G eo Factsheet
Development versus conservation
in Alaska’s Arctic wilderness:
the case of the oil and gas industry
Fig. 1 Oil prices 2006-08.
The Arctic wilderness areas of Alaska are facing potential dramatic new changes as a result of the rising world price of oil and gas (Fig. 1). In Autumn 2003 the world price of standard crude oil was $25 per barrel. By July 2006 the price had risen to $75 per barrel but by late 2007 the price had rocketed to over $99 per barrel. These dramatic price rises have triggered a renewed search for ‘politically safe’ oil and gas deposits on US soil. These deposits would help to reduce the US dependence on imported oil and gas. Alaska is already an important oil producing area, from the oil wells on the North Slope region, centred on Prudhoe Bay. It is likely that there are further deposits in the area, although they would be expensive to extract and transport, but some drilling has already taken place. Now that world oil prices have risen so sharply there is renewed interest amongst the oil companies in further exploration in Alaska’s wilderness areas.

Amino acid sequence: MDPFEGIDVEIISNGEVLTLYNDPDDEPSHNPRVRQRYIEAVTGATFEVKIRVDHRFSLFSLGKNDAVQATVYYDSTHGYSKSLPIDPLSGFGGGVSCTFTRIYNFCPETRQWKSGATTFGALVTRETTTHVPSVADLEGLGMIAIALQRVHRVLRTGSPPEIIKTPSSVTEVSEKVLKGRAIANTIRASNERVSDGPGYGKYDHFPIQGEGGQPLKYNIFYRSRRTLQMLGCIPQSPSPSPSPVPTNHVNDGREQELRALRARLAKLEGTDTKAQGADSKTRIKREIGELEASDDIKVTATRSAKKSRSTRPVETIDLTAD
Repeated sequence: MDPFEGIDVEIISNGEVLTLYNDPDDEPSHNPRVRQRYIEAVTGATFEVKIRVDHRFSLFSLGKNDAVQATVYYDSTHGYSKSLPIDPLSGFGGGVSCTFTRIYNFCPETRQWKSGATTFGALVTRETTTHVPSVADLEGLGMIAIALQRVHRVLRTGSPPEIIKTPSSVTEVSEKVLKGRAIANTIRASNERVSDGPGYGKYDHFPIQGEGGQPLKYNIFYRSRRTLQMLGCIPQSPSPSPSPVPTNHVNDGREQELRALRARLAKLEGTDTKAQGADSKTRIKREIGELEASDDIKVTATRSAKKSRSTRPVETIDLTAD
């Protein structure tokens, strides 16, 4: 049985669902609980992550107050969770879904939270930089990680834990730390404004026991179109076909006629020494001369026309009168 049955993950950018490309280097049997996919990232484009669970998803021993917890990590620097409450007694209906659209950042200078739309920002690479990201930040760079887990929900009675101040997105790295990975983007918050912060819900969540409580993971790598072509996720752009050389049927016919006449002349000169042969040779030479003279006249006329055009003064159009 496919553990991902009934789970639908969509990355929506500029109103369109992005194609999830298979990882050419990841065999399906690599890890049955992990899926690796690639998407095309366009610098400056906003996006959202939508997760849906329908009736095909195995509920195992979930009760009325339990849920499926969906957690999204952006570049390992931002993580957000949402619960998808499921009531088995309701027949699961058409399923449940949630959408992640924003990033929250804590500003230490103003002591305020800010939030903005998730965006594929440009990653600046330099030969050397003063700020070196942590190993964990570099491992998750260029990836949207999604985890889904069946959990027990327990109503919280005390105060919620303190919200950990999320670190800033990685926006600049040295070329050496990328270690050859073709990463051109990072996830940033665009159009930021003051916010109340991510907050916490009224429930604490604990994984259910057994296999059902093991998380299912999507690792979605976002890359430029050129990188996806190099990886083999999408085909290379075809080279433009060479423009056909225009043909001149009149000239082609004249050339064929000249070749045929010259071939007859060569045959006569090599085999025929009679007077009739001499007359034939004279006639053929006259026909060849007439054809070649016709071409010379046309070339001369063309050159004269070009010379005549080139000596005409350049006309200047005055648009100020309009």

Dollars per barrel
The North Slope oil field lies close to the Arctic coast of Alaska. Nearby is the Arctic National Wildlife Refuge. This is a 19 million acre expanse of wilderness in the north-east corner of Alaska (Fig. 2) It has been in the spotlight in recent years as the centre of a battle between conservationists and the oil and gas industry. However there is also a less well known but equally bitter battle between the oil and gas industry and conservationists in an area further west called the Western Arctic Reserve (WAR).
Fig. 2 Alaska’s oilfields.
Please join StudyMode to read the full document